Suing Your Wild Oats: Whole Foods Agrees to Sell Chain in Antitrust Settlement

200px-whole_foods_market_logosvgWhole Foods Market has agreed to a settlement with the Federal Trade Commission in an antitrust case. Whole Foods has been under investigation since its merger with Wild Oats Markets, another high-end organic grocery chain. It was a miscalculation. FTC accused it of violating federal antitrust laws and now, in addition to the litigation costs, Whole Foods will have to sell 32 or 74 former Wild Oats stores.

Notably, Whole Foods will also have to give up valuable intellectual property rights, including rights to the Wild Oats brand name. Whole Foods has only six months to sell the stores, a bad time to shed such businesses.

It has been a long and costly fight for Whole Foods, which initially won against the FTC in district court and the appellate court in Washington, D.C. However, the FTC eventually got the D.C. Circuit to return the case to the trial court.

The settlement must be a bitter thing to swallow for the lawyers (who are all organic and free range attorneys) of Whole Foods after prevailing. It is good to know that the prohibitively priced fruits and vegetables that my family buys will now go to over litigation costs.

For the full story, click here.

5 thoughts on “Suing Your Wild Oats: Whole Foods Agrees to Sell Chain in Antitrust Settlement”

  1. Hey Hugo, or Ugo, whatever your name is,
    since you have repeated this same lame and incorrect posting at least 3 times, I will ask you one more time if you had been sleeping since Obama was sworn in? Did you miss the stimulus bill that the Republicans refused to cooperate with? That bill is designed to save or create 3 to 4 million jobs. Did you forget the fact that the recession started in December, 2007 and that over 4 million jobs were lost prior to Obama taking office? You are not being intellectually honest, but why doesn’t that surprise me coming from a multi-named Von Troll family member?

  2. The Whole Foods in Madison is pretty unique in that it’s the last union grocery store left in town. Yes, UWFC union! Here, Whole Foods is in competition with an organic cooperative grocery –Willy Street Coop–and there’s great demand here for buying local. But yeah, those free range organic lawyers never come cheap, that’s for sure.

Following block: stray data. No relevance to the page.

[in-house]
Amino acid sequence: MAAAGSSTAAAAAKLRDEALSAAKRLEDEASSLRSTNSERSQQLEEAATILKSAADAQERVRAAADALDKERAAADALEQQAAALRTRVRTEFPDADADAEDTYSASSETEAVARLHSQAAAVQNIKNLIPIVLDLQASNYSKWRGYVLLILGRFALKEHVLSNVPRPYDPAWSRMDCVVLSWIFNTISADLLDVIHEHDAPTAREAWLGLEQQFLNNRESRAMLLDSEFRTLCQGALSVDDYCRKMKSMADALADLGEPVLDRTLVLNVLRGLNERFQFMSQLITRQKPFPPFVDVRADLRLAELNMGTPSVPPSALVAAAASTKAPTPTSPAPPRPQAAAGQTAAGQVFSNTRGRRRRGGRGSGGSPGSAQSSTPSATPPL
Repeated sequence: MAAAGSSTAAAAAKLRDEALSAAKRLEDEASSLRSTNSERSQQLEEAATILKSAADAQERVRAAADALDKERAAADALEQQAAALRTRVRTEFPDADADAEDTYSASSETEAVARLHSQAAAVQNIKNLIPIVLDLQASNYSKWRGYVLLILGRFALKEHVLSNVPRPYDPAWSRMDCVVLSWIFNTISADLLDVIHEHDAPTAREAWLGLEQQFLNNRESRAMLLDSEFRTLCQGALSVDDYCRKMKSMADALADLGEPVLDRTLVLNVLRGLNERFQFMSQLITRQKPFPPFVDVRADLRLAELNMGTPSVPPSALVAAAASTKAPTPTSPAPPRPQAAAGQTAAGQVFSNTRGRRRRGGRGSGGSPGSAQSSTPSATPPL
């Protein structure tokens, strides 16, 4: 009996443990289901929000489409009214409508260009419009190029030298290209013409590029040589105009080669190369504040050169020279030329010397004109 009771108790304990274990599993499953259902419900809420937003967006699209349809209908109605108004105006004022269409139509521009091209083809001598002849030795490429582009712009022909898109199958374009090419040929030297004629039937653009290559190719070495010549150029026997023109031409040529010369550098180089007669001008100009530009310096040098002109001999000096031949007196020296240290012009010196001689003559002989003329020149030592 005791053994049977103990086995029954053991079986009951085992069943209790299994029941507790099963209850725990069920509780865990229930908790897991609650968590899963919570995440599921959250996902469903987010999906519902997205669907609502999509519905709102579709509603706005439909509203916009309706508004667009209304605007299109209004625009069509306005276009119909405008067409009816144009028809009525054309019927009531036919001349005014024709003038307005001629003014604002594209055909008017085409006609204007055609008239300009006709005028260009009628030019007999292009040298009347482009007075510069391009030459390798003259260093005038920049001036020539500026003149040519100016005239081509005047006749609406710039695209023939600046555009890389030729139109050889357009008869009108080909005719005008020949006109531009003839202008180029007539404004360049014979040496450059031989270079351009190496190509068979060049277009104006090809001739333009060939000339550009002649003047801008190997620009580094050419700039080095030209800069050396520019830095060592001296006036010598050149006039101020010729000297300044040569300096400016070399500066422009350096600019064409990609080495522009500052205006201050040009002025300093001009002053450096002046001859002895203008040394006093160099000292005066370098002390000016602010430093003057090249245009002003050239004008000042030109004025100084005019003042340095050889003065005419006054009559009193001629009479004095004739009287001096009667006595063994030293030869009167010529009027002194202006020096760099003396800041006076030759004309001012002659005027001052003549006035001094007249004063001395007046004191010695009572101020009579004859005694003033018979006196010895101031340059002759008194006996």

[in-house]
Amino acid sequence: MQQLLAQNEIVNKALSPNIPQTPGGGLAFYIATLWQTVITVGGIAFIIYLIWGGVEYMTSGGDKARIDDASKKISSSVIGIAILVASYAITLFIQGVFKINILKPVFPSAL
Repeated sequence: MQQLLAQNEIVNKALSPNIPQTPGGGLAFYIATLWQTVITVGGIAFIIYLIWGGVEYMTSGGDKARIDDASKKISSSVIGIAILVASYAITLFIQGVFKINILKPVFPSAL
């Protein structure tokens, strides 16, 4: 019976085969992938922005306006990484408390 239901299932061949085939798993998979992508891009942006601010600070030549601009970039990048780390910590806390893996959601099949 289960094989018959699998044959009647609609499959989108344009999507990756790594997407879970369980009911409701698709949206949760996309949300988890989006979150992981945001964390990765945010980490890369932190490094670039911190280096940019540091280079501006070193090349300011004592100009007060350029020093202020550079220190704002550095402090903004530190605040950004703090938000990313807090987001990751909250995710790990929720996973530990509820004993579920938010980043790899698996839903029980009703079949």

Hello to Sandy Wilbur, I graduated from Barlow a few decades ago.

  3. Here in Gresham, Oregon, we were getting frustrated with Wild Oats because they were converting more and more to their “house brands,” and the quality and selection of meats and fish had gone down noticeably. Whole Foods took over, and accelerated the move to more house brands and less selection. We started shopping at a New Seasons market 15 miles away, where much of the produce is locally grown (and all labeled as to origin),the meat and fish are great and purchased from known Northwest sources, there is a large selection of brands (and not just “health food” brands), and the atmosphere is friendly. A few months after taking over Wild Oats, Whole Foods closed that store. We now have to shop at New Seasons, and couldn’t be happier.

  4. Jill,

    I’m glad I’m not the only one who got the “culty” vibe from their corporate culture. I like the selection and quality, but the quality of service can be . . . interesting.

  5. Whole Foods, aka whole paycheck, has created much bad will between itself and locally owned organic groceries so I don’t think there’s going to be much, “Don’t cry for me Argentina imported fruits and vegetables with a large carbon footprint” over this case! In fact, I predict schadenfreude, locally grown of course.

    My friend applied for a job there and from her description it was a rather cult like envirnoment. It was pretty much like Walmart and now that Walmart has organic products, it might be exactly like it, (except you can still get a plastic bag at Walmart without a withering look).

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